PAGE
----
Secondly, we are concerned that EHR vendors may limit functionality and data availability across the public APIs and instead shift app connections to higher functioning proprietary APIs. The rule would permit an EHR vendor to profit from value-added services, as long as those services are not necessary for developing and deploying software that uses the API. It is extremely important that the public, regulated APIs give patients, providers, and innovators robust functionality. One issue is that the rule only requires a subset of data elements to be exposed through public APIs — the US Core Data for Interoperability (USCDI). Another is that the rule focuses on reading data from the EHR, rather than writing data back to the EHR. If the government does not expand the USCDI rapidly enough, or stalls on advancing a write capability, the proprietary APIs may outpace open, public, standardized APIs. An app written once would require a different version and set of agreements for each marketplace, analogous to a need to create a different version of a web page for every different web browser. Furthermore, EHR vendors may circumvent the spirit of the Cures Act and ONC rule by levying prohibitive revenue-sharing schemes for apps that access a modified version of the public API, charge for favorable placement in EHR-associated app stores, or limit important usability features, for example, requiring nonpreferred apps to frequently “log back in” to receive updated data. Health care organizations may be unaware of these innovation-blocking behaviors and powerless to stop them.

    Thirdly, the ONC final rule applies to certified API developers — for now, these are predominantly EHR vendors. However, the rule may not apply to emerging secondary platforms that use the public API to move data into a proprietary system with a proprietary API, for example solutions built on iOS or Android. We could end up exchanging one closed ecosystem (EHRs) for another (secondary platforms), which will further segment the market, block innovation, and limit physician and patient choice.

    Finally, assessing real-world implementation of the Cures Act will be challenging. Infractions of the “without special effort” provision could emerge through interpretations of the final rule, be hidden behind business contracts and nondisclosure agreements, or be promulgated through hesitancy to address EHR vendor business practices. Initial API usage has not been high [14,15], and much of it is attributable to Apple Health Records on iPhone alone. The good news is that the slow pace allows time to shape the unfolding ecosystem as the rule’s provisions take effect over the next 2 years. Both manual and automated processes are needed to measure key provisions of the final rule [16] and assess whether the Cures Act has produced a robust apps economy where an app written once can run widely throughout health care.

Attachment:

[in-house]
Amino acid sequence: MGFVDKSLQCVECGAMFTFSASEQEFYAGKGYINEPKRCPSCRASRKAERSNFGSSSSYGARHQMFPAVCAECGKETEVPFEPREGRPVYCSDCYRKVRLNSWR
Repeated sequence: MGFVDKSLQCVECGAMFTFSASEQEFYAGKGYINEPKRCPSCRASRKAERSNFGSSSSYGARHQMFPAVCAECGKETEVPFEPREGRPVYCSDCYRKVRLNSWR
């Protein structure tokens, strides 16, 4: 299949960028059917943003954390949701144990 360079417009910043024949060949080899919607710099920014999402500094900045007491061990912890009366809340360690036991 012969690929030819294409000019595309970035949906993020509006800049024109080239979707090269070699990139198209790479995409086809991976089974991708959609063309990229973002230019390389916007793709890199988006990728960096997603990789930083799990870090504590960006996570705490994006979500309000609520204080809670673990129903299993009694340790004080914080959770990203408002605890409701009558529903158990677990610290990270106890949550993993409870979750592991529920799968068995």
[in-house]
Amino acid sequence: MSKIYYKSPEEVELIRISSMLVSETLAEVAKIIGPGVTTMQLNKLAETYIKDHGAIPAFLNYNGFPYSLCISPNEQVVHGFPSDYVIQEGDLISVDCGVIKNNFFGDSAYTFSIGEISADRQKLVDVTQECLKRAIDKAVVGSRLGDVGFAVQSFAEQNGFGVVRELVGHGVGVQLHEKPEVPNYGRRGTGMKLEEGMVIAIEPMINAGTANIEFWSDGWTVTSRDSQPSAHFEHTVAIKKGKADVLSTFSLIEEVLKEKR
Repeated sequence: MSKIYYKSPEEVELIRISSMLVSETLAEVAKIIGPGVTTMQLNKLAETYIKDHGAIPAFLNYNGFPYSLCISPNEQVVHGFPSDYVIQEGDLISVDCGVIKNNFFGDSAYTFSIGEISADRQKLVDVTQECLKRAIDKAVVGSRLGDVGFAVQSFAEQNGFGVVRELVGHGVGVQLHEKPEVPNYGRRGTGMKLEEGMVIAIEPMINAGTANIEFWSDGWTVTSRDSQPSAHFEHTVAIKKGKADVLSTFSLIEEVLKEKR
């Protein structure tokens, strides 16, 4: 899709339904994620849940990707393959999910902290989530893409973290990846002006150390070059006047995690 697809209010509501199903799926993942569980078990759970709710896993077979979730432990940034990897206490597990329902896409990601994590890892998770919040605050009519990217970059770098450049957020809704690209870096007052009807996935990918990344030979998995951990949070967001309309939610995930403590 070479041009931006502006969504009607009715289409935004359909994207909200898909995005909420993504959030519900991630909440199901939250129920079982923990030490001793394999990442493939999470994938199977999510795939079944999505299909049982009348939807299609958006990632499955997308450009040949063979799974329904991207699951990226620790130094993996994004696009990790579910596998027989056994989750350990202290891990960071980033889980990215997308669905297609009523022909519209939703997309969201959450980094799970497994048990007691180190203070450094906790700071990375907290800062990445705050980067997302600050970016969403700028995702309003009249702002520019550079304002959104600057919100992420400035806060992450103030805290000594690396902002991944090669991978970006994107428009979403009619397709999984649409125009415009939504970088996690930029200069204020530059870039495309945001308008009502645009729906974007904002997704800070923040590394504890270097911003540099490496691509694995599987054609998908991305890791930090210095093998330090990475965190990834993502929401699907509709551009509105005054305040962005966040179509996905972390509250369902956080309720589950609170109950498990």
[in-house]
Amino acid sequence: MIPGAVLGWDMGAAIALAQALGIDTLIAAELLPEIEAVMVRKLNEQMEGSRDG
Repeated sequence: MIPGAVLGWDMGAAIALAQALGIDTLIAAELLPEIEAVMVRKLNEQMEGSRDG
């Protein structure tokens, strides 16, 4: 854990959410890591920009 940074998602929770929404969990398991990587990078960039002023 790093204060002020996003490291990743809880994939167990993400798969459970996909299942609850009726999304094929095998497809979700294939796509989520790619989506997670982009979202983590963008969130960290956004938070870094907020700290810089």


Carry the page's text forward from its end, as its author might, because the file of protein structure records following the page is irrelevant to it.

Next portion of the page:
Conclusion

    While the Cures Act and ONC final rule place guardrails around information blocking, a truly interoperable plug-and-play app ecosystem is far from predetermined. There is ample room for “innovation blocking” even by vendors who are regulatorily compliant. Measurement of progress toward an open app ecosystem and additional regulation are needed to ensure return on the massive investment in national digital infrastructure.

    Conflicts of Interest

    WG reports receiving research funding from IBM and consulting fees from the Office of the National Coordinator, Department of Health and Human Services, United States. KM chairs the scientific advisory Board for Medal, Inc. Boston Children’s Hospital receives corporate philanthropic support for KM’s laboratory from SMART Advisory Committee members, which include the American Medical Association, the BMJ Group, Eli Lilly and Company, First Databank, Google Cloud, Hospital Corporation of America, Microsoft, Optum, Premier Inc, and Quest Diagnostics.

    References

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    Abbreviations

    API: application programming interface
    EHR: electronic health record
    FHIR: Fast Healthcare Interoperability Resource
    ONC: Office of the National Coordinator for Health Information Technology
    SMART: Substitutable Medical Applications, Reusable Technologies
    USCDI: US Core Data for Interoperability


    Edited by G Eysenbach; submitted 07.10.20; peer-reviewed by N Sharma, J Lee; comments to author 28.10.20; revised version received 01.11.20; accepted 09.11.20; published 11.12.20

    ©William J Gordon, Kenneth D Mandl. Originally published in the Journal of Medical Internet Research (http://www.jmir.org), 11.12.2020.

    This is an open-access article distributed under the terms of the Creative Commons Attribution License (https://creativecommons.org/licenses/by/4.0/), which permits unrestricted use, distribution, and reproduction in any medium, provided the original work, first published in the Journal of Medical Internet Research, is properly cited. The complete bibliographic information, a link to the original publication on http://www.jmir.org/, as well as this copyright and license information must be included.